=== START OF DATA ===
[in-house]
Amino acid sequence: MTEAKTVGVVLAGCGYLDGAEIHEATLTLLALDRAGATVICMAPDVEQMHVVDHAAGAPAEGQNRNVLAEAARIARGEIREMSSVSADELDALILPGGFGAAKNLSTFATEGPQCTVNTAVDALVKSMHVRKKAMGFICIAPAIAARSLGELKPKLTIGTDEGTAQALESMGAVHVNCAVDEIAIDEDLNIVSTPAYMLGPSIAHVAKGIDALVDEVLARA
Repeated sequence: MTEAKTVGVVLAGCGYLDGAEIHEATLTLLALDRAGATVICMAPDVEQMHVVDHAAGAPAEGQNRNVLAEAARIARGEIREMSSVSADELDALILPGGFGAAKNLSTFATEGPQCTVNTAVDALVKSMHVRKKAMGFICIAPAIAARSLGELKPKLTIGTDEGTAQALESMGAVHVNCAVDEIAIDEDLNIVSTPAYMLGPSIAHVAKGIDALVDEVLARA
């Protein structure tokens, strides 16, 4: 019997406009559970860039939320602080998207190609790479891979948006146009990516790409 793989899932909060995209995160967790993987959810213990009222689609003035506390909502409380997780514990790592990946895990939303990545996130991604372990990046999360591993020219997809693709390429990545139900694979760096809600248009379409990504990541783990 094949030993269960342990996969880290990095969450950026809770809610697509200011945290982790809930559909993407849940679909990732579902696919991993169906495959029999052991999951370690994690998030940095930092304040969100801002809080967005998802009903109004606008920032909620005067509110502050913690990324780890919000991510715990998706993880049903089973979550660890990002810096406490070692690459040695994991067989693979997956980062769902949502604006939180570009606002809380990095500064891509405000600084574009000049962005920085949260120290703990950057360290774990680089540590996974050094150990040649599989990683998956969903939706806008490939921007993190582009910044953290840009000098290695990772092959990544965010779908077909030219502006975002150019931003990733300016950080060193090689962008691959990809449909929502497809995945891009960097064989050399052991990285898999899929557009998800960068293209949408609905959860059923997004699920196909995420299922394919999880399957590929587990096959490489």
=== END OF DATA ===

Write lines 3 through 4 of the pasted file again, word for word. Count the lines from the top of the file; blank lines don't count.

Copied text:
Repeated sequence: MTEAKTVGVVLAGCGYLDGAEIHEATLTLLALDRAGATVICMAPDVEQMHVVDHAAGAPAEGQNRNVLAEAARIARGEIREMSSVSADELDALILPGGFGAAKNLSTFATEGPQCTVNTAVDALVKSMHVRKKAMGFICIAPAIAARSLGELKPKLTIGTDEGTAQALESMGAVHVNCAVDEIAIDEDLNIVSTPAYMLGPSIAHVAKGIDALVDEVLARA
């Protein structure tokens, strides 16, 4: 019997406009559970860039939320602080998207190609790479891979948006146009990516790409 793989899932909060995209995160967790993987959810213990009222689609003035506390909502409380997780514990790592990946895990939303990545996130991604372990990046999360591993020219997809693709390429990545139900694979760096809600248009379409990504990541783990 094949030993269960342990996969880290990095969450950026809770809610697509200011945290982790809930559909993407849940679909990732579902696919991993169906495959029999052991999951370690994690998030940095930092304040969100801002809080967005998802009903109004606008920032909620005067509110502050913690990324780890919000991510715990998706993880049903089973979550660890990002810096406490070692690459040695994991067989693979997956980062769902949502604006939180570009606002809380990095500064891509405000600084574009000049962005920085949260120290703990950057360290774990680089540590996974050094150990040649599989990683998956969903939706806008490939921007993190582009910044953290840009000098290695990772092959990544965010779908077909030219502006975002150019931003990733300016950080060193090689962008691959990809449909929502497809995945891009960097064989050399052991990285898999899929557009998800960068293209949408609905959860059923997004699920196909995420299922394919999880399957590929587990096959490489």